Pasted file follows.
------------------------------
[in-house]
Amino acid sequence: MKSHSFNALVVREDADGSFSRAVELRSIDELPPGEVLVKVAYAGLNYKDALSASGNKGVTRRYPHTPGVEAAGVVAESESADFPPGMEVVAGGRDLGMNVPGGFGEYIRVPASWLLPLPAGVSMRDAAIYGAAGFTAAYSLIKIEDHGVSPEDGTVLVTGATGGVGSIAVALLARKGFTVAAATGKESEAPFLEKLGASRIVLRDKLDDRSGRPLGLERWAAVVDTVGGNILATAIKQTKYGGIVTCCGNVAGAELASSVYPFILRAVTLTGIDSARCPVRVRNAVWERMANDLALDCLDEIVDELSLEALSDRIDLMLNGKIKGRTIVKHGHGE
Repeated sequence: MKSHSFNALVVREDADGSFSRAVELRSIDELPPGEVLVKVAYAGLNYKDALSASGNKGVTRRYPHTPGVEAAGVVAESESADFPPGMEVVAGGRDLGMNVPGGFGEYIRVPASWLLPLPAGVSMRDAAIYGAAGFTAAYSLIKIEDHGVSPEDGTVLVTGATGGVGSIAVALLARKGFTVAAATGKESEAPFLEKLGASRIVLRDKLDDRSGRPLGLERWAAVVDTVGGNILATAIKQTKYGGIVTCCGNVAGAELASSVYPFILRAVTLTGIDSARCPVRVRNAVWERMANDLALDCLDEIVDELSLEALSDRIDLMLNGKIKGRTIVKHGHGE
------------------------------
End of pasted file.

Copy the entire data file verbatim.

[in-house]
Amino acid sequence: MKSHSFNALVVREDADGSFSRAVELRSIDELPPGEVLVKVAYAGLNYKDALSASGNKGVTRRYPHTPGVEAAGVVAESESADFPPGMEVVAGGRDLGMNVPGGFGEYIRVPASWLLPLPAGVSMRDAAIYGAAGFTAAYSLIKIEDHGVSPEDGTVLVTGATGGVGSIAVALLARKGFTVAAATGKESEAPFLEKLGASRIVLRDKLDDRSGRPLGLERWAAVVDTVGGNILATAIKQTKYGGIVTCCGNVAGAELASSVYPFILRAVTLTGIDSARCPVRVRNAVWERMANDLALDCLDEIVDELSLEALSDRIDLMLNGKIKGRTIVKHGHGE
Repeated sequence: MKSHSFNALVVREDADGSFSRAVELRSIDELPPGEVLVKVAYAGLNYKDALSASGNKGVTRRYPHTPGVEAAGVVAESESADFPPGMEVVAGGRDLGMNVPGGFGEYIRVPASWLLPLPAGVSMRDAAIYGAAGFTAAYSLIKIEDHGVSPEDGTVLVTGATGGVGSIAVALLARKGFTVAAATGKESEAPFLEKLGASRIVLRDKLDDRSGRPLGLERWAAVVDTVGGNILATAIKQTKYGGIVTCCGNVAGAELASSVYPFILRAVTLTGIDSARCPVRVRNAVWERMANDLALDCLDEIVDELSLEALSDRIDLMLNGKIKGRTIVKHGHGE